Any questions about compilers will have an answer "go read dragon book, read that book, this book..." on SO regardless of their content in a few minutes. So I skip that part (like I was telling in the first place). Reading these books to learn how to use the tools you want, is about as useful as reading about angular momentum to learn how to ride a bike.
So, to answer what you asked, without questioning your intention, I can easily recommend antlr and antlrworks for starters. You can generate your AST easily (where the real magic happens, I think) and debug your grammar visually. It generates a good portion of a working compiler for you.
If you know your stuff and want to have more control or don't like antlr, you can use lemon parser generator and ragel state machine compiler (have special support for lexing) together.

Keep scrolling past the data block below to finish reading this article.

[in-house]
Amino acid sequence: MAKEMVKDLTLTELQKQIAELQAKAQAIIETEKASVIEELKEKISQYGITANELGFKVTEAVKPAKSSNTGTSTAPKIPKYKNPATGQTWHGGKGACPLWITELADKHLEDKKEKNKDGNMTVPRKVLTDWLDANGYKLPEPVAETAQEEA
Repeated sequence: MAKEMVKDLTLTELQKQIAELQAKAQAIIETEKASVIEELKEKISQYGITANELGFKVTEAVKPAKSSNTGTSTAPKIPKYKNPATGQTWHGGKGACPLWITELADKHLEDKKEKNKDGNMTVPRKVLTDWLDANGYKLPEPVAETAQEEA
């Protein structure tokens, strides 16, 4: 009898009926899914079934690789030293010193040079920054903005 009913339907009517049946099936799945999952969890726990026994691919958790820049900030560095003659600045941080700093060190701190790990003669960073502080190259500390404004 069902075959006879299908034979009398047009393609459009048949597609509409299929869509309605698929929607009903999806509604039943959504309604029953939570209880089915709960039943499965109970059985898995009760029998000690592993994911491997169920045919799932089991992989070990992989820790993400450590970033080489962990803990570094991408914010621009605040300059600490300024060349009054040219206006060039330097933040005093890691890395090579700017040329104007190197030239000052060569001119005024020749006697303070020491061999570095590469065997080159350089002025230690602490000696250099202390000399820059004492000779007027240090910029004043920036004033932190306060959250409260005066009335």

If you don't need too much performance and since you plan to generate C/C++ code, you can skip doing any optimizations yourself and leave that stuff to your C/C++ compiler.
If you can live with a slow runtime, you can further shorten your development effort just doing interpretation, since it is often easier to implement dynamic features this way.